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My parents recently transformed their diets into something much healthier. They reduced the quantity of red meat and started cooking lighter food. We used to bake fatty salmon with mayo, lemon and dill. I used a leaner salmon steak and seared it for as a low-fat preparation. We all know that salmon is healthy because of its protein content and good fats, but did you know that a 4 oz serving of wild salmon provides a full day’s requirement of vitamin D? A honey mustard sauce is high in flavor, yet low in fat. Quinoa is one of the healthiest grains available and I boosted the nutrition with some spinach. I sauteed mushrooms and peas in white wine and marsala wine to add flavor without unnecessary salt or fat. Finally, sweet potatoes are the healthiest item in the produce department, so roasting them alongside seemed like a no-brainer.

Ingredients:

Spinach Quinoa:

  • half a package of quinoa
  • 1 tablespoon sesame oil
  • 2 tablespoons rice wine
  • chicken stock (follow quinoa package directions)
  • 1 bag of Spinach
  • 2 tablespoons olive oil
  • 2 cloves of garlic, minced
  • salt and fresh black pepper to taste
Mushrooms:
  • 2 cloves of garlic, minced
  • 1/2 white onion, diced
  • 1 cup of frozen peas
  • fresh thyme, de-stemmed
  • Splash of white wine of choice
  • Splash of marsala wine
  • light brown sugar to taste
  • Dash of worcestershire sauce
  • 1 teaspoon of garlic and onion powder
  • Salt and fresh black pepper to taste
Salmon and sauce:
  • Thick salmon steaks (1 per person)
  • 3 tablespoons honey
  • 3 tablespoons mustard
  • 1 tablesoon tamari

Directions:

Spinach Quinoa:

Over medium heat, toast quinoa grains in a drizzle of sesame oil for 5 minutes and then add a splash of rice wine. Follow the directions on the package to cook, replacing the water with chicken stock. Sauté spinach in olive oil, garlic, salt and pepper. When the quinoa is tender and the moisture is absorbed, add the spinach.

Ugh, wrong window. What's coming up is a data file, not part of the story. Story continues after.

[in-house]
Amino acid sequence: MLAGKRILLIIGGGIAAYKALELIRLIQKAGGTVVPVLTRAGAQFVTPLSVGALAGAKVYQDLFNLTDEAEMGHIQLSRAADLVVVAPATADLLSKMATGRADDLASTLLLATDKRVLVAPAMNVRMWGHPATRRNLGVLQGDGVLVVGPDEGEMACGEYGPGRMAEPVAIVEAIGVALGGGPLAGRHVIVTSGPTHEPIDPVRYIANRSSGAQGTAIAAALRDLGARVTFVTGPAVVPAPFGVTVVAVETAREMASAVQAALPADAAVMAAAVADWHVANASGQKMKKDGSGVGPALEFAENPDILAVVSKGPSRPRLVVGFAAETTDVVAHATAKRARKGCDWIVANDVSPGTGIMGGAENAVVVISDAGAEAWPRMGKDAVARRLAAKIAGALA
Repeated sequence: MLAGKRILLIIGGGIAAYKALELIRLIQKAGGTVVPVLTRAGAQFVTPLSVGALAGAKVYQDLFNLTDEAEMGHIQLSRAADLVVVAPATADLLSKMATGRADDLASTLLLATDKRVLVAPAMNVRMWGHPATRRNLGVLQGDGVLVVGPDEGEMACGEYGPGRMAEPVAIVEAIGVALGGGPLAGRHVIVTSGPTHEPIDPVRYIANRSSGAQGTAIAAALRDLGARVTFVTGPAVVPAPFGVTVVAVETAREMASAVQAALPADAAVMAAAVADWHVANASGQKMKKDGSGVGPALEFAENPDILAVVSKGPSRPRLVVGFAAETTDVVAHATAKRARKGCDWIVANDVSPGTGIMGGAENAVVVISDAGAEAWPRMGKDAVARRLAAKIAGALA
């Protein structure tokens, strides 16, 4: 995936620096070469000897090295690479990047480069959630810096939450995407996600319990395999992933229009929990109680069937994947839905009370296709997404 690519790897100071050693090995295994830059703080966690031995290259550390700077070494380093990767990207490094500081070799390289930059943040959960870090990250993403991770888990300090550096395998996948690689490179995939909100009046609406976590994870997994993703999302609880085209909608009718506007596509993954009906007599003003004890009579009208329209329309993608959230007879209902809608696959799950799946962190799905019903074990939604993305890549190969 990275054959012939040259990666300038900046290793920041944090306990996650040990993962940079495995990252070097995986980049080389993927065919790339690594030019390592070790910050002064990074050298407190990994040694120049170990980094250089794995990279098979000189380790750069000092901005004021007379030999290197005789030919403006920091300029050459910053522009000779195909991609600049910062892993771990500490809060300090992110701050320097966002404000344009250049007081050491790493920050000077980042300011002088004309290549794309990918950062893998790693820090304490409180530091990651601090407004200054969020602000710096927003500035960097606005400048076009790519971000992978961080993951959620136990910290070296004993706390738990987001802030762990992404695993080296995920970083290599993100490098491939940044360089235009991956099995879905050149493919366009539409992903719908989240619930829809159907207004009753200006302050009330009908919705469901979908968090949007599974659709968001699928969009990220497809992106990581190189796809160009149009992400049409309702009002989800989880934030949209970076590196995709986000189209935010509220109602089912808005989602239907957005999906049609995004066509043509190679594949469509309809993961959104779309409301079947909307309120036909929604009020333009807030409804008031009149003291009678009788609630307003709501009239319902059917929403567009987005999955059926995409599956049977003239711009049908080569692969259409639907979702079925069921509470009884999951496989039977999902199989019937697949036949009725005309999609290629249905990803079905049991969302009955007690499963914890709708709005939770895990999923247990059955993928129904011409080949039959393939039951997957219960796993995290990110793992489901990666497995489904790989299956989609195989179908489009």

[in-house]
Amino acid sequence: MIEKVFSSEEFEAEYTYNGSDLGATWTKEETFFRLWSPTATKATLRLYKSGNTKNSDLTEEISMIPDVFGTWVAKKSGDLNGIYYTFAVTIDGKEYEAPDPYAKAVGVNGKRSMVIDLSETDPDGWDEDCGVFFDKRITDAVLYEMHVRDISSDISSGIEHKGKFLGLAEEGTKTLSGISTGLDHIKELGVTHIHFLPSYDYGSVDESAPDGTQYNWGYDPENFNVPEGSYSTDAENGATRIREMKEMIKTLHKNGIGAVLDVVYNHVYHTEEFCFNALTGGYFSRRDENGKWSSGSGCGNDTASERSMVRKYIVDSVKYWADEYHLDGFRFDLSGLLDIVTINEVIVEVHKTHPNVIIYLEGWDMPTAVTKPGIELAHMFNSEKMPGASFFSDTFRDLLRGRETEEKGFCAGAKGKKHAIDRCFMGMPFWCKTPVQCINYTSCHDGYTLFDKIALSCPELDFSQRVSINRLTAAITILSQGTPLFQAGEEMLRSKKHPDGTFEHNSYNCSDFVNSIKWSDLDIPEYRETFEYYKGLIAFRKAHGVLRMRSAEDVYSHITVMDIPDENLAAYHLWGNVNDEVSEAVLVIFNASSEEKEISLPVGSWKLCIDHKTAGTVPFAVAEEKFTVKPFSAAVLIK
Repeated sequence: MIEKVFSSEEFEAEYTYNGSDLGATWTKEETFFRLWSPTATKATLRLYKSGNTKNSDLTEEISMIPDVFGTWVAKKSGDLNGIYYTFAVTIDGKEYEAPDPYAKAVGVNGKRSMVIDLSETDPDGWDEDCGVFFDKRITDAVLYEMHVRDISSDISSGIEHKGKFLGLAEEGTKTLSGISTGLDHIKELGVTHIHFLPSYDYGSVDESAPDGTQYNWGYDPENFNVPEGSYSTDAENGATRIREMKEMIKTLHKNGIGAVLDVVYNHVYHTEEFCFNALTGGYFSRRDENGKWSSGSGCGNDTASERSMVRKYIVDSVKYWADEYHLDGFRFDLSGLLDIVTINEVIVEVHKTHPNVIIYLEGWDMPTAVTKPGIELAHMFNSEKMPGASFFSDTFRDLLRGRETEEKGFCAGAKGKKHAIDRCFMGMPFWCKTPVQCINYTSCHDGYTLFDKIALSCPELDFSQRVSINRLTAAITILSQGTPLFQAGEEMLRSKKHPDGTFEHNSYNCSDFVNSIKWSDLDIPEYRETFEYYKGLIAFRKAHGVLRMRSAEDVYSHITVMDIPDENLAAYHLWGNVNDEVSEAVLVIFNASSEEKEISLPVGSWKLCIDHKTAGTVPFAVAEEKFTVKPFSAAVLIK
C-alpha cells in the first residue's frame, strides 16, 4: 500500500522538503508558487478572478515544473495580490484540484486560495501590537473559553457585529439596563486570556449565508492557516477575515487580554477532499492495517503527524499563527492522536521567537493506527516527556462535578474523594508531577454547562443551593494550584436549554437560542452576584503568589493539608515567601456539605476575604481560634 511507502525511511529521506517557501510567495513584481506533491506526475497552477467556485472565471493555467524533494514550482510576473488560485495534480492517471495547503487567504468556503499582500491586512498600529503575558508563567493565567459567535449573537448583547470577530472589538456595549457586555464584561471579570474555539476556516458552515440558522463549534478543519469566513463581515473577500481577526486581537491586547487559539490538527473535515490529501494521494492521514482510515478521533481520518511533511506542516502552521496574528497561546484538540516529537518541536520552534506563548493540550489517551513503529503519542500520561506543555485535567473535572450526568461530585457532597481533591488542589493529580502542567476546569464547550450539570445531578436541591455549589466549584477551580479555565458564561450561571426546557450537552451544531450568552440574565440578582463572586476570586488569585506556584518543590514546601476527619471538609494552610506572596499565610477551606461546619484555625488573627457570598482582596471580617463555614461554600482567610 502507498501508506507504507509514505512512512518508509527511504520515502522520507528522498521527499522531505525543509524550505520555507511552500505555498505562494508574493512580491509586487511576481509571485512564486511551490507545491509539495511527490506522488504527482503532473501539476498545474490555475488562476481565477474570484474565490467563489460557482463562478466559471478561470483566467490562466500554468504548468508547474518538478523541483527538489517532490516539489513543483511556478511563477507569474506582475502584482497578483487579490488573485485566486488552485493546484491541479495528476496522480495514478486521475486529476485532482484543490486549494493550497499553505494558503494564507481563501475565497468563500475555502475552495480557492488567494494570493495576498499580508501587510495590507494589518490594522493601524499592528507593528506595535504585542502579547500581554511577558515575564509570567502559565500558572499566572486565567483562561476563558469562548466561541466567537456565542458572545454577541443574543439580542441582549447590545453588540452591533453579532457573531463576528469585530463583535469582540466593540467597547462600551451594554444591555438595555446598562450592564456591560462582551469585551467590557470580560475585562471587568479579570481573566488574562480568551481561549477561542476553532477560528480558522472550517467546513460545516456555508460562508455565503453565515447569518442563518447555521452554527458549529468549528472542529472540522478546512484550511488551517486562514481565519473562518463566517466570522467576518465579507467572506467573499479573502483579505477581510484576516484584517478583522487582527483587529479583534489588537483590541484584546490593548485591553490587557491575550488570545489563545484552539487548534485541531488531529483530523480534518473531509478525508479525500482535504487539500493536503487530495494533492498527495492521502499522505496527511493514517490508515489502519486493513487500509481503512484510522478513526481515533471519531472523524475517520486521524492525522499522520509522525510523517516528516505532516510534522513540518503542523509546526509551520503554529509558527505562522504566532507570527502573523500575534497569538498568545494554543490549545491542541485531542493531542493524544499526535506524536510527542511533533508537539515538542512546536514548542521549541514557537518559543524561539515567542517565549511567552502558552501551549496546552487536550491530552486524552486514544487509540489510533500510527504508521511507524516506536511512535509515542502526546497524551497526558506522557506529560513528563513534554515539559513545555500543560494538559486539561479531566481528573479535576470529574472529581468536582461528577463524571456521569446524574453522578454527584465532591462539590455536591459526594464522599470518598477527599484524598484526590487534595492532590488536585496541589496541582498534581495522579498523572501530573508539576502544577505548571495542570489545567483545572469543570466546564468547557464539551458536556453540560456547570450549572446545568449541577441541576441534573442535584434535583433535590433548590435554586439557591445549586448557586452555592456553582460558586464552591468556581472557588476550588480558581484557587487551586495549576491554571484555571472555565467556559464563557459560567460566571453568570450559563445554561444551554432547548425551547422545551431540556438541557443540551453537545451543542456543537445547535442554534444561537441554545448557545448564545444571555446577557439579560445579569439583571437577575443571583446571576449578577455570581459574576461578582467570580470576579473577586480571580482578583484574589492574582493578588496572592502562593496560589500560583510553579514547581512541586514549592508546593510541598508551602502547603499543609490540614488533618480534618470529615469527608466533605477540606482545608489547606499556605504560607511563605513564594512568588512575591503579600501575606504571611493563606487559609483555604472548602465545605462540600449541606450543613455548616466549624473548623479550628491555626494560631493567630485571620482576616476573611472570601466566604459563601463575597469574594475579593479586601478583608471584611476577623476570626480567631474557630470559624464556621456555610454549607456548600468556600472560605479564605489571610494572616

Mushrooms:

Over medium-high heat, sauté the onion in 3 tablespoons of olive oil with two cloves of garlic and salt. Wash and slice the mushrooms and add to the pan. Add fresh thyme leaves and a splash of white and marsala wine. Add some light brown sugar, Worcestershire sauce, garlic powder, onion powder, salt and pepper.

Salmon:

1. Heat a pan on high and sear the salmon steaks with 1 tablespoon of olive oil for about 4 minutes on each side. Both sides should be well browned and peek inside the flesh to determine doneness. The center should be bright pink, yet still flaky. To make the sauce, combine honey and your favorite mustard. I like either Dijon or something grainy. The last component is tamari, which is thicker, richer, more complex and a little less harsh and salty than soy sauce.

2. Plate the salmon steak over the quinoa and mushrooms and drizzle the sauce over the salmon. I served the dish with roasted sweet potatoes, which can be made by rubbing the skins with olive oil, salt and pepper, poking them with a fork, wrapping them in aluminum foil and roasting in a 350° oven until fork tender all the way through.